Renovations at Medford's old Carnegie Library building at Main Street and South Oakdale Avenue are scheduled to begin next week.

Renovations at Medford's old Carnegie Library building at Main Street and South Oakdale Avenue are scheduled to begin next week.

The first phase of renovations by Grants Pass-based Ausland Builders Inc. for $210,000 will make space for some Medford city offices to move into the old library building while City Hall undergoes a $3.3 million makeover between November and July 2009.

The improvements mark the beginning of what members of a city committee hope will be the old library's renaissance.

The Carnegie Committee, headed by Mayor Gary Wheeler, was formed about a year ago to breathe new life into the Carnegie building, chiefly through fundraising and grants.

"The concept is to make this into the city's living room, where people could gather and do indoor and outdoor activities, a town center surrounded by government buildings," Wheeler said. "It's really a delightful area."

The library would likely hold public meeting rooms, a venue for weddings, a bride's changing room and catering space as well as leased space to help pay for maintaining the 14,000-square-foot structure, Wheeler said.

The Southern Oregon chapter of the American Institute of Architects has provided pro bono design work for possible changes at the Carnegie.

The committee is collecting donations and applying for grants through the city's nonprofit Parks & Recreation Foundation to help fund future improvements. The city is funding the current renovations to make temporary office space.

The City Council last month was faced with the choice of either leasing office space or renovating parts of the Carnegie to house staff during City Hall's revamp.

"The thinking was why not, rather than leasing space elsewhere, go ahead and make the investment into the building and add value to our committee's ability to receive grants?" Wheeler said.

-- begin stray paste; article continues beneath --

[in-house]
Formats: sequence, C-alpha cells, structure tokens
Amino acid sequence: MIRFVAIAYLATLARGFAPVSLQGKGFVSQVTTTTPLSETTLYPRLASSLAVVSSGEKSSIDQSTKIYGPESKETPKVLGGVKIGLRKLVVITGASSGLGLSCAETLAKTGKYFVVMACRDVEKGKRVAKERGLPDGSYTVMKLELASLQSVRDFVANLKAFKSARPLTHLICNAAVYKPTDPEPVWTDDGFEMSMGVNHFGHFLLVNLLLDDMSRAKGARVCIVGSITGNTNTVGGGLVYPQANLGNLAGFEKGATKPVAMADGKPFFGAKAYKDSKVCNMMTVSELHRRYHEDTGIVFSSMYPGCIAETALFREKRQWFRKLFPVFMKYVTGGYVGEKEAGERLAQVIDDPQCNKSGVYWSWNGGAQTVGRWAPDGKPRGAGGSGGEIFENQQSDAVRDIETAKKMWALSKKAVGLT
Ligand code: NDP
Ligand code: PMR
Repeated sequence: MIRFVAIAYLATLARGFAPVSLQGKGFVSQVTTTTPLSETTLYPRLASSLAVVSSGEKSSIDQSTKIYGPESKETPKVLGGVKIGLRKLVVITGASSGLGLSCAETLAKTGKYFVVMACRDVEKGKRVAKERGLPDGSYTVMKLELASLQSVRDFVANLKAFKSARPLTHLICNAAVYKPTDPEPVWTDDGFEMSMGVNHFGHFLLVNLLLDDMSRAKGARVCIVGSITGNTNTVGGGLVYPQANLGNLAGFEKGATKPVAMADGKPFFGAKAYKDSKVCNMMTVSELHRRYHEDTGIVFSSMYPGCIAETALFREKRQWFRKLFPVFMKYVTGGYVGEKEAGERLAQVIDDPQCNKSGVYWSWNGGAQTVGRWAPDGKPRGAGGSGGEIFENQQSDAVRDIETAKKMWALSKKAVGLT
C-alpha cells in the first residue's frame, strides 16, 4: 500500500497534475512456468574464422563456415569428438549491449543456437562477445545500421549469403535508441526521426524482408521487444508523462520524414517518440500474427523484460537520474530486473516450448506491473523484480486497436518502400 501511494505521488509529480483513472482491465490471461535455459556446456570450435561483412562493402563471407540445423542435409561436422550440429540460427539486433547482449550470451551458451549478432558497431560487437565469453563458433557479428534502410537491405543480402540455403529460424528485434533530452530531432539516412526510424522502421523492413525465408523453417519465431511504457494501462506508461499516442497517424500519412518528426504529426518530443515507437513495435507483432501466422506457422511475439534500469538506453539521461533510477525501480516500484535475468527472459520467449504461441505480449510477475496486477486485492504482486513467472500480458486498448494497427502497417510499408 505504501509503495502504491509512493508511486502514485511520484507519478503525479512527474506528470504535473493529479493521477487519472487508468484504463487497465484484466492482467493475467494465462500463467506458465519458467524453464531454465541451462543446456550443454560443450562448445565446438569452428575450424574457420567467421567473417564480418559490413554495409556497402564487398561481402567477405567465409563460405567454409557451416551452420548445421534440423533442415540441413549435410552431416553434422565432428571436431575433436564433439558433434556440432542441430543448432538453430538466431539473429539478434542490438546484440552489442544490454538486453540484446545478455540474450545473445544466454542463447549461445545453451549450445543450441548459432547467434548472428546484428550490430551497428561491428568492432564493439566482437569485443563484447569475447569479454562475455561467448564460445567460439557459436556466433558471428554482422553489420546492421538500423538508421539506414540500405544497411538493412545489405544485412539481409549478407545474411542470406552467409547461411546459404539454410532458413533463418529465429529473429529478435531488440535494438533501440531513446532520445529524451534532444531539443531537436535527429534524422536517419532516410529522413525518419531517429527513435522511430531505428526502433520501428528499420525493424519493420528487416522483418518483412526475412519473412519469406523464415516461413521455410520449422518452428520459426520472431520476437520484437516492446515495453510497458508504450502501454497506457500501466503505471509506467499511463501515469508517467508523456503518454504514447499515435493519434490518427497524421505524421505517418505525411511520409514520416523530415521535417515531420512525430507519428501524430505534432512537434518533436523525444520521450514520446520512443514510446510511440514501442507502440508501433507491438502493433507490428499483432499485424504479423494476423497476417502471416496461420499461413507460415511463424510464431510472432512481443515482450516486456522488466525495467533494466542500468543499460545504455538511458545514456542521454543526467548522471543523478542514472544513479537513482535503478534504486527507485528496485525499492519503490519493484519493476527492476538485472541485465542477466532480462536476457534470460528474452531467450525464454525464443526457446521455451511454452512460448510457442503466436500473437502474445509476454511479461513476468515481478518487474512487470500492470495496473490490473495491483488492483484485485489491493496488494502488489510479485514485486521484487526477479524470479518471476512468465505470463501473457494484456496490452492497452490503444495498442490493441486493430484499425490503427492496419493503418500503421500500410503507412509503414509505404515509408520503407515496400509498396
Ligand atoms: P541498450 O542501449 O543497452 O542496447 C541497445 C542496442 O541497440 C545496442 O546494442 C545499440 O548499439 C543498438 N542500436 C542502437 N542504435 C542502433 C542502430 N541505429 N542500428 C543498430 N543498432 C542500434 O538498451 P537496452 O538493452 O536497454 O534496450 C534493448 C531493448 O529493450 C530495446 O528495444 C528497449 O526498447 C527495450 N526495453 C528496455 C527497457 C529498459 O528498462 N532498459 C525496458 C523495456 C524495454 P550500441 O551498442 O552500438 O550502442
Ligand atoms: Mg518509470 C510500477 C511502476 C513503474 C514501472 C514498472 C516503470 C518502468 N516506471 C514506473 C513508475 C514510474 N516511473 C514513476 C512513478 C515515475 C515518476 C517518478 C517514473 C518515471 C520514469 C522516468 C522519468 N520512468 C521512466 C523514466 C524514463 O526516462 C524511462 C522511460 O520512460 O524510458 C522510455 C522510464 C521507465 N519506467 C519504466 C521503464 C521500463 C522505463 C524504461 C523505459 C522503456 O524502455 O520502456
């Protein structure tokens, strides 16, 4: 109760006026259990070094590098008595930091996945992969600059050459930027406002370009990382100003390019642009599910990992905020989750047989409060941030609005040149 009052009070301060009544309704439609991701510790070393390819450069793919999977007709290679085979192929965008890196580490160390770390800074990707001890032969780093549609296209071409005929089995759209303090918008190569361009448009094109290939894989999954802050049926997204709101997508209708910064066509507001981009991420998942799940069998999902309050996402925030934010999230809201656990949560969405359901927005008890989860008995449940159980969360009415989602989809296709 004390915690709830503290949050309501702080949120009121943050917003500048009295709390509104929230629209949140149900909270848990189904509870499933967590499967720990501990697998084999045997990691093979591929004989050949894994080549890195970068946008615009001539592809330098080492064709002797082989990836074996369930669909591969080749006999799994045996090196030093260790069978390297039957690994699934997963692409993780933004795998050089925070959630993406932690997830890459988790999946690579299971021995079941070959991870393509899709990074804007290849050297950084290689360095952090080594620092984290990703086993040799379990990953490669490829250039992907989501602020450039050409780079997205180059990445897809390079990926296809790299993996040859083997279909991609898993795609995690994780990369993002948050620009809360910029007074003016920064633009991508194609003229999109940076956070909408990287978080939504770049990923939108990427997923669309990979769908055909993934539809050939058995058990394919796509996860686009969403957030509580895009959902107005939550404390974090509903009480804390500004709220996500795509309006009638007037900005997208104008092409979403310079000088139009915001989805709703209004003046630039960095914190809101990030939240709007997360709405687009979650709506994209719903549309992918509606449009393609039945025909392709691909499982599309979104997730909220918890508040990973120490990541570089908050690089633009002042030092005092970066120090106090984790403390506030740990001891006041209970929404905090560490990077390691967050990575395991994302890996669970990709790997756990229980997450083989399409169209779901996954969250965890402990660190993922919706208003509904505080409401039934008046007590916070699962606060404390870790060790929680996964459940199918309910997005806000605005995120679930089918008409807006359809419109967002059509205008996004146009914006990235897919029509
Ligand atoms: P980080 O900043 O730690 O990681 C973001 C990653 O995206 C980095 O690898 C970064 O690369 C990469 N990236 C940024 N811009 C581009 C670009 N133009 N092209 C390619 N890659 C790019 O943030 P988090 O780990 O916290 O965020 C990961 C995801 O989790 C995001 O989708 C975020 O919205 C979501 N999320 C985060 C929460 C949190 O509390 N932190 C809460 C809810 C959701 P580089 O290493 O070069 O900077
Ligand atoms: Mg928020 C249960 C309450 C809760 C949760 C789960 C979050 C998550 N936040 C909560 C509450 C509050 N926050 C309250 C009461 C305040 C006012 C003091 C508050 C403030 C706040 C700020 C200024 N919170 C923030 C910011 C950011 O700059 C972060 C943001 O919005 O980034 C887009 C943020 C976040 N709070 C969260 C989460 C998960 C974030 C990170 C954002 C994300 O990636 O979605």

The first renovation phase for $210,000 includes heating and air-conditioning upgrades, new electrical wiring and construction of temporary walls for offices on more than 2,000 square feet on the library's first floor, which totals about 4,000 square feet. The work is expected to wrap up by November, said Brian Sjothun, Medford's parks and recreation director.

A second phase that involves creating office space on the second floor, new electrical wiring and limited heating and air-conditioning upgrades will go out to bid in the next 10 days, Sjothun said.

During the City Hall renovation, the Carnegie will house the Police Department, Municipal Court, technical services and engineering.

The city manager's office, city recorder, Finance Department, city attorney and Human Resources Department will set up shop in October in a leased space at the Microvellum Building, 451 West Sixth Street. Rent is $5,500 per month.

Parks and Recreation will move Sept. 12 from City Hall to the Santo Community Center at North Columbus Avenue, where renovations also are taking place.

Medford's Carnegie library, one of thousands built around the world with funds from industrial tycoon Andrew Carnegie, was constructed in 1912 for $17,298 during a population boom in the city, according to the Southern Oregon Historical Society.

It replaced a subscription library established in 1903 at the G.H. Haskins' Drugstore on Main Street.

Reach reporter Paris Achen at 541-776-4459 or pachen@mailtribune.com.